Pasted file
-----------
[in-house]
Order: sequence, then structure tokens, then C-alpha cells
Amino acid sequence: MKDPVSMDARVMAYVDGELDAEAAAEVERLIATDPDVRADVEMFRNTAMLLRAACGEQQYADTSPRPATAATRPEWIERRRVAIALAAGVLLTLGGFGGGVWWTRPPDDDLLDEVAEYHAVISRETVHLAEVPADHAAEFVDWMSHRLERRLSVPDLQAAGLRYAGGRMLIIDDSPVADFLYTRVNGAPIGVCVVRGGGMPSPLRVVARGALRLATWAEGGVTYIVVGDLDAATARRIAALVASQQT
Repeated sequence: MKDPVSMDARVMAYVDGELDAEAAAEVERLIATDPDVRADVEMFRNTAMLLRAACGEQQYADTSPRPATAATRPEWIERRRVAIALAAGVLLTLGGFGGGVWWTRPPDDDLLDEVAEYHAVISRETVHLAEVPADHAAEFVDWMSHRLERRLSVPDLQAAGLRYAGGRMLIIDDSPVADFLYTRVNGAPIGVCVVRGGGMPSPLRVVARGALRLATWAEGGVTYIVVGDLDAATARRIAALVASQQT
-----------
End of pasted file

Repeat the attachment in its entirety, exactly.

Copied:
[in-house]
Order: sequence, then structure tokens, then C-alpha cells
Amino acid sequence: MKDPVSMDARVMAYVDGELDAEAAAEVERLIATDPDVRADVEMFRNTAMLLRAACGEQQYADTSPRPATAATRPEWIERRRVAIALAAGVLLTLGGFGGGVWWTRPPDDDLLDEVAEYHAVISRETVHLAEVPADHAAEFVDWMSHRLERRLSVPDLQAAGLRYAGGRMLIIDDSPVADFLYTRVNGAPIGVCVVRGGGMPSPLRVVARGALRLATWAEGGVTYIVVGDLDAATARRIAALVASQQT
Repeated sequence: MKDPVSMDARVMAYVDGELDAEAAAEVERLIATDPDVRADVEMFRNTAMLLRAACGEQQYADTSPRPATAATRPEWIERRRVAIALAAGVLLTLGGFGGGVWWTRPPDDDLLDEVAEYHAVISRETVHLAEVPADHAAEFVDWMSHRLERRLSVPDLQAAGLRYAGGRMLIIDDSPVADFLYTRVNGAPIGVCVVRGGGMPSPLRVVARGALRLATWAEGGVTYIVVGDLDAATARRIAALVASQQT